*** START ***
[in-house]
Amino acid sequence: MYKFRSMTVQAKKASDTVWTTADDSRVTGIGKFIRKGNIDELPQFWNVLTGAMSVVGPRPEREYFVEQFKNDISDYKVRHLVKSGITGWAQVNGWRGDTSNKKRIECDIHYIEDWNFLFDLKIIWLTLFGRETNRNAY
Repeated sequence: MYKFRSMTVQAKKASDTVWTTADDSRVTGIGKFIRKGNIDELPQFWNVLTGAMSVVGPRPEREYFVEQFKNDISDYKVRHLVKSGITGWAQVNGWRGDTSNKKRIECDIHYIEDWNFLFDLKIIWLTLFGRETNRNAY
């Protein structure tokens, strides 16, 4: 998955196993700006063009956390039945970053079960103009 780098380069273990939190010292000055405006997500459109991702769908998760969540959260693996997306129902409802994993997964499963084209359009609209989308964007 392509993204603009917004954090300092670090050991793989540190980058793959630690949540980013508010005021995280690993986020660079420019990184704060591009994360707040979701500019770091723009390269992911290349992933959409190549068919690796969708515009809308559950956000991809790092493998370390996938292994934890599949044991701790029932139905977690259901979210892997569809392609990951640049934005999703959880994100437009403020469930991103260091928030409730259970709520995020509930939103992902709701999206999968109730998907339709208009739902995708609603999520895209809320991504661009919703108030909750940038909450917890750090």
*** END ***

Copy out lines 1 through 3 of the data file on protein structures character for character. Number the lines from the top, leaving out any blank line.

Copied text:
[in-house]
Amino acid sequence: MYKFRSMTVQAKKASDTVWTTADDSRVTGIGKFIRKGNIDELPQFWNVLTGAMSVVGPRPEREYFVEQFKNDISDYKVRHLVKSGITGWAQVNGWRGDTSNKKRIECDIHYIEDWNFLFDLKIIWLTLFGRETNRNAY
Repeated sequence: MYKFRSMTVQAKKASDTVWTTADDSRVTGIGKFIRKGNIDELPQFWNVLTGAMSVVGPRPEREYFVEQFKNDISDYKVRHLVKSGITGWAQVNGWRGDTSNKKRIECDIHYIEDWNFLFDLKIIWLTLFGRETNRNAY